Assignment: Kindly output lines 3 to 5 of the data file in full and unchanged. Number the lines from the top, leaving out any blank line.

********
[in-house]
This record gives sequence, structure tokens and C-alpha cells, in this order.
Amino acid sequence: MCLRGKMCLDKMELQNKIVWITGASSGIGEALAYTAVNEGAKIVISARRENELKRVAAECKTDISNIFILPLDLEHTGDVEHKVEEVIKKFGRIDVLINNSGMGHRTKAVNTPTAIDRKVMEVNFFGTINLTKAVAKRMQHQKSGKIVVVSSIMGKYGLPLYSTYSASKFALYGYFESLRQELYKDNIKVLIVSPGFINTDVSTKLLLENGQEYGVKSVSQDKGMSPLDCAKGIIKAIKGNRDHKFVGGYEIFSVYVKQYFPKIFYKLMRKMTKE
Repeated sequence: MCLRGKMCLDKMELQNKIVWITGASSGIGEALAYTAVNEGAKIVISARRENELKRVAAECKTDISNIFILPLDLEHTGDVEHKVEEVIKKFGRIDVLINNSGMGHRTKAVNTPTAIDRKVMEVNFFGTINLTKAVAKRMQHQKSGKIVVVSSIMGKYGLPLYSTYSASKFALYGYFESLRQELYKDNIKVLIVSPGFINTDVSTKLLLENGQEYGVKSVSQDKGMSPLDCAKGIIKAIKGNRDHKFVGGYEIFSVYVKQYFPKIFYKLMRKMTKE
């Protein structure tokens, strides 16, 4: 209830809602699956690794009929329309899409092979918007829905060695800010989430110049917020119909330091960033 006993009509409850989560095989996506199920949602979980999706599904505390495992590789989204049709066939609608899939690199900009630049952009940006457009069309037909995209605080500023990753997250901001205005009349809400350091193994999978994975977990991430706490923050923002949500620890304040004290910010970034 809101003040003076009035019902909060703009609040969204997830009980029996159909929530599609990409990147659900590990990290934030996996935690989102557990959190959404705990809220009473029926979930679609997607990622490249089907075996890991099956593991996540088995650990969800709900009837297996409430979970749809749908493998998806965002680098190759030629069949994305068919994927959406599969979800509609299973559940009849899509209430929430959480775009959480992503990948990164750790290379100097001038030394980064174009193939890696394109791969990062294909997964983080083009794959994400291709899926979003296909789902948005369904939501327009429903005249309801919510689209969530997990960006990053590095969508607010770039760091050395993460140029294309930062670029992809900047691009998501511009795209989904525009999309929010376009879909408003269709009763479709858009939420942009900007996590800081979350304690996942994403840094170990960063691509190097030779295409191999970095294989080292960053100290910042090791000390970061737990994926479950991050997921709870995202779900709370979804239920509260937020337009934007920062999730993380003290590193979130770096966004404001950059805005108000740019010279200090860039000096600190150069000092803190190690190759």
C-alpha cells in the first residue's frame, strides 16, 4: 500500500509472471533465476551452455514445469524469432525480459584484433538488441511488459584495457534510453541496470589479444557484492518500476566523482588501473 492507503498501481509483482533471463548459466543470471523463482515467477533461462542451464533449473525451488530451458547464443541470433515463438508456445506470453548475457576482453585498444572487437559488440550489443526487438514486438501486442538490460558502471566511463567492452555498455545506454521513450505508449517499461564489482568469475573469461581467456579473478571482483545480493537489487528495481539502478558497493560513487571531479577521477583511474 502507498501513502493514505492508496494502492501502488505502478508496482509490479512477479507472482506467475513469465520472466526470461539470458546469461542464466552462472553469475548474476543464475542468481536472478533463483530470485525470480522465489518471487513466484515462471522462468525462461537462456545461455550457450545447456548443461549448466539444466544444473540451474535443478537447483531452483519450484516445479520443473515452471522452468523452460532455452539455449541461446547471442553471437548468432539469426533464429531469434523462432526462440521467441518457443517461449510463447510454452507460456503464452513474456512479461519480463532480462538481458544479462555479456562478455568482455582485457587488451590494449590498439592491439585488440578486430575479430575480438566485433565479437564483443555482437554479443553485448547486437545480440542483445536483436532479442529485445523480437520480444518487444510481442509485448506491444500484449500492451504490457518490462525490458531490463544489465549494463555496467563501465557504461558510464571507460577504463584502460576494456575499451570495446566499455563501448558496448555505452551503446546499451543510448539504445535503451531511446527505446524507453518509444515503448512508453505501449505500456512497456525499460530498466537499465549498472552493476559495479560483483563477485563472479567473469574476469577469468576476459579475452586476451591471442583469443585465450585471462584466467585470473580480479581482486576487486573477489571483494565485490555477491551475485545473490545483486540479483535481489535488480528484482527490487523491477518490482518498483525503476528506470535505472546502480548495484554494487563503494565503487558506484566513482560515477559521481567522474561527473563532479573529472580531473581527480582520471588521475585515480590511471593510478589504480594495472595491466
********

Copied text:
Amino acid sequence: MCLRGKMCLDKMELQNKIVWITGASSGIGEALAYTAVNEGAKIVISARRENELKRVAAECKTDISNIFILPLDLEHTGDVEHKVEEVIKKFGRIDVLINNSGMGHRTKAVNTPTAIDRKVMEVNFFGTINLTKAVAKRMQHQKSGKIVVVSSIMGKYGLPLYSTYSASKFALYGYFESLRQELYKDNIKVLIVSPGFINTDVSTKLLLENGQEYGVKSVSQDKGMSPLDCAKGIIKAIKGNRDHKFVGGYEIFSVYVKQYFPKIFYKLMRKMTKE
Repeated sequence: MCLRGKMCLDKMELQNKIVWITGASSGIGEALAYTAVNEGAKIVISARRENELKRVAAECKTDISNIFILPLDLEHTGDVEHKVEEVIKKFGRIDVLINNSGMGHRTKAVNTPTAIDRKVMEVNFFGTINLTKAVAKRMQHQKSGKIVVVSSIMGKYGLPLYSTYSASKFALYGYFESLRQELYKDNIKVLIVSPGFINTDVSTKLLLENGQEYGVKSVSQDKGMSPLDCAKGIIKAIKGNRDHKFVGGYEIFSVYVKQYFPKIFYKLMRKMTKE
């Protein structure tokens, strides 16, 4: 209830809602699956690794009929329309899409092979918007829905060695800010989430110049917020119909330091960033 006993009509409850989560095989996506199920949602979980999706599904505390495992590789989204049709066939609608899939690199900009630049952009940006457009069309037909995209605080500023990753997250901001205005009349809400350091193994999978994975977990991430706490923050923002949500620890304040004290910010970034 809101003040003076009035019902909060703009609040969204997830009980029996159909929530599609990409990147659900590990990290934030996996935690989102557990959190959404705990809220009473029926979930679609997607990622490249089907075996890991099956593991996540088995650990969800709900009837297996409430979970749809749908493998998806965002680098190759030629069949994305068919994927959406599969979800509609299973559940009849899509209430929430959480775009959480992503990948990164750790290379100097001038030394980064174009193939890696394109791969990062294909997964983080083009794959994400291709899926979003296909789902948005369904939501327009429903005249309801919510689209969530997990960006990053590095969508607010770039760091050395993460140029294309930062670029992809900047691009998501511009795209989904525009999309929010376009879909408003269709009763479709858009939420942009900007996590800081979350304690996942994403840094170990960063691509190097030779295409191999970095294989080292960053100290910042090791000390970061737990994926479950991050997921709870995202779900709370979804239920509260937020337009934007920062999730993380003290590193979130770096966004404001950059805005108000740019010279200090860039000096600190150069000092803190190690190759």